The South Asia MCPA Information Portal is now online. The portal is an interactive platform that has been developed to facilitate regional communication linkages and improve access to, and sharing of, information relevant to MCPAs in the five maritime nations of South Asia (Bangladesh, India, Maldives, Pakistan and Sri Lanka). There are already over 400 interesting resources, papers and tools uploaded into the database. The Portal is an initiative of the South Asia MCPA Project. Visit the site: www.southasiamcpaportal.org
Managers of Marine and Coastal Protected Areas (MCPAs) are faced with diverse and evolving challenges, often in remote locations, and without easy reference to sources of information or help.
To support managers in South Asia in their efforts, a toolkit was designed as a hands on guide to all stages of MCPA establishment and management. Over 40 regional and international experts contributed to the South Asia Toolkit to share lessons learned and showcase regional success stories.
The toolkit was tested at a regional training workshop for managers in the Maldives in June 2008, feedback incorporated, and then launched at the 4th World Conservation Congress in Barcelona in October 2008.
Launch of CORALI products In 2006 IUCN, CORDIO and IMM joined forces under the collaborative Coral Reefs and Livelihood Initiative (CORALI) to better support livelihood development in coral reef conservation efforts, and to further develop and validate a participatory approach to sustainable livelihood enhancement and diversification in reef dependent communities in South Asia. Following successful field trials of the approach in 6 countries the team is ready to present their findings.
The following three products were launched at the 4th World Conservation Congress in Barcelona in October 2008:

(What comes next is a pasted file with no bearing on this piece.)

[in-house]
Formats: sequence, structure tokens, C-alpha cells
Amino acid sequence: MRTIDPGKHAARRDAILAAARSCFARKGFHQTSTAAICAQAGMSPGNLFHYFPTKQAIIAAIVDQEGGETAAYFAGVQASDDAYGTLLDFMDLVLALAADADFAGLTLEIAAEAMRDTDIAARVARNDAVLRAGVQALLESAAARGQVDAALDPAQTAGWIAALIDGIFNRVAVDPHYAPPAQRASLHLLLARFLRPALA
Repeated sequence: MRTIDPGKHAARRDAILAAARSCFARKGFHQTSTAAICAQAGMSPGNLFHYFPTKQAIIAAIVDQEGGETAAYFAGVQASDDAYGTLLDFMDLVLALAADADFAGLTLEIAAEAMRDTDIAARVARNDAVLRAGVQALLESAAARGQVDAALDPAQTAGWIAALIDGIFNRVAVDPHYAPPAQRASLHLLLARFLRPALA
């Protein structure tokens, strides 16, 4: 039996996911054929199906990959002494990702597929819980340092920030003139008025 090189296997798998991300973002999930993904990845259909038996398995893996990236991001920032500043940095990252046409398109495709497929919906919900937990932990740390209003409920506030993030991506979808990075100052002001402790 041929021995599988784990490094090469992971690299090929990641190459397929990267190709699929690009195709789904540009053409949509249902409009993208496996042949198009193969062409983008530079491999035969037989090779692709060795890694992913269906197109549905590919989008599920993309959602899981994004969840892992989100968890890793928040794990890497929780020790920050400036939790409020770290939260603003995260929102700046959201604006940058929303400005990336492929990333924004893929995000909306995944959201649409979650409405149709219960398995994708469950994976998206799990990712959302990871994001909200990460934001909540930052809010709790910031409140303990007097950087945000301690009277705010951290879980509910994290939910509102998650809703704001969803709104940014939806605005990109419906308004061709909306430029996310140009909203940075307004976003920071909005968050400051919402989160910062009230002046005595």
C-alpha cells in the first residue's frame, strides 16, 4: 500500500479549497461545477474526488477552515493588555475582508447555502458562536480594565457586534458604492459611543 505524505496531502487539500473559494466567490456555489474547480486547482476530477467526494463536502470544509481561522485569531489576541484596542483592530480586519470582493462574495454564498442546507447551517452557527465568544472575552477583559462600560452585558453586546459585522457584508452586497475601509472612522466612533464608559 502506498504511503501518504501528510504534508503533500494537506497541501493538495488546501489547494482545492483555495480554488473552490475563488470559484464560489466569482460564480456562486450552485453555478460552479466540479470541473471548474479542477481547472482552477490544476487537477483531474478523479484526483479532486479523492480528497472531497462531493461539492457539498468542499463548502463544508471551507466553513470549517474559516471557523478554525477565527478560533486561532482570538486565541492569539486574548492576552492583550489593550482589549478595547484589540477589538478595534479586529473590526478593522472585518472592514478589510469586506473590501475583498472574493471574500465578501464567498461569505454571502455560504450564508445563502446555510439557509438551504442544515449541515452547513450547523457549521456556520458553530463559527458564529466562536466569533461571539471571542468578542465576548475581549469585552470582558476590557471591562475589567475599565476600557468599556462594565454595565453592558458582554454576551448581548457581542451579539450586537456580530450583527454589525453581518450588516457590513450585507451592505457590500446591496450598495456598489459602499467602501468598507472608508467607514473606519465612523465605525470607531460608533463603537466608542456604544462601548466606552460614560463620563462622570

CSI A regional CSI workshop under the global Coral Reef CSI training programme for effective enforcement was conducted in Malaysia in September. Click here for more information.
Sustainable Tourism Best Practice Case Studies International Coral Reef Action Network (ICRAN) have committed to bringing together case studies on sustainable tourism to promote best practices. The second case study showcases Coral Reef Alliance (CORAL) activities under the regional ICRAN Mesoamerican Reef Alliance (MAR) project. Our thanks to Anja Mondragon of CORAL for her efforts in generating this case study.
Regional MCPA Managers Training. A regional training workshop was conducted for Marine and Coastal Protected Area (MCPA) managers in South Asia, to develop the skills of particiants through interactive management training scenarios, and to provide opportunity for the target audience to review the content and structure of a new training manual prepared for the region. See the full report
ICRAN are supporting the International Coral Reef Initiative (ICRI) committee on Coral Reef Enforcement and Natural Resource Investigation, through the implementation of regional coral reef Crime Scene Investigation (CSI) field training workshops. The first CSI newsletter is now available for viewing…
Under the ICRAN/Buccoo Reef Trust (BRT) Project ‘Coastal and Marine Management and Education in the Southeastern Caribbean’, representatives of government, NGOs and the tourism industry attended a training workshop in the economic valuation of coral reefs, lead by the World Resources Institute (WRI). Training was provided in an economic valuation methodology and spreadsheet-based tool developed by WRI for estimating the economic value of coral reefs through tourism, recreation and fisheries.
The World Ocean Day allows us to collectively engage the global audience in conserving the ocean we all share. In order to better make the connection between climate change and the health of our world’s ocean, The Ocean Project and World Ocean Network are encouraging partners to focus on “helping our climate, helping our ocean”. For more information, visit: www.theoceanproject.org/wod/